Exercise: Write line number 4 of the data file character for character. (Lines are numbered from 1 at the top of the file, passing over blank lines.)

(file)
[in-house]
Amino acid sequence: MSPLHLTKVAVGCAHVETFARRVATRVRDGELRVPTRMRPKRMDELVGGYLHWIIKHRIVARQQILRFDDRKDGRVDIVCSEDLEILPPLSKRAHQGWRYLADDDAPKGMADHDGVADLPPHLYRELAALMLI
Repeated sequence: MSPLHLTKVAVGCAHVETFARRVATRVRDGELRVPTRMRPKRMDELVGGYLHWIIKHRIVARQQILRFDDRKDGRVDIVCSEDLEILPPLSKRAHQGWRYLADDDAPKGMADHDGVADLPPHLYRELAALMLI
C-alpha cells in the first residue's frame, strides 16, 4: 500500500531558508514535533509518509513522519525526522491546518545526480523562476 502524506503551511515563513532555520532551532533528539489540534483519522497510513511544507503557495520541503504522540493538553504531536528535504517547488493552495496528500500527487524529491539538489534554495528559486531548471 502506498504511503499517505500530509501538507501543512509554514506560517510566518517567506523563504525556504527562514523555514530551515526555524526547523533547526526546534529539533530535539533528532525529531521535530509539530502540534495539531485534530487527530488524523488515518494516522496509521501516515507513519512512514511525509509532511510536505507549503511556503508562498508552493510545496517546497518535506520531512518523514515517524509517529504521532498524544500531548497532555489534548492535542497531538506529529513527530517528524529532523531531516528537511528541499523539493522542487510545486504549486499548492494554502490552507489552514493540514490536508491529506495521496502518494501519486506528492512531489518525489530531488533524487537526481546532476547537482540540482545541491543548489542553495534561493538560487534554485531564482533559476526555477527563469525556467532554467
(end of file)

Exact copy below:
C-alpha cells in the first residue's frame, strides 16, 4: 500500500531558508514535533509518509513522519525526522491546518545526480523562476 502524506503551511515563513532555520532551532533528539489540534483519522497510513511544507503557495520541503504522540493538553504531536528535504517547488493552495496528500500527487524529491539538489534554495528559486531548471 502506498504511503499517505500530509501538507501543512509554514506560517510566518517567506523563504525556504527562514523555514530551515526555524526547523533547526526546534529539533530535539533528532525529531521535530509539530502540534495539531485534530487527530488524523488515518494516522496509521501516515507513519512512514511525509509532511510536505507549503511556503508562498508552493510545496517546497518535506520531512518523514515517524509517529504521532498524544500531548497532555489534548492535542497531538506529529513527530517528524529532523531531516528537511528541499523539493522542487510545486504549486499548492494554502490552507489552514493540514490536508491529506495521496502518494501519486506528492512531489518525489530531488533524487537526481546532476547537482540540482545541491543548489542553495534561493538560487534554485531564482533559476526555477527563469525556467532554467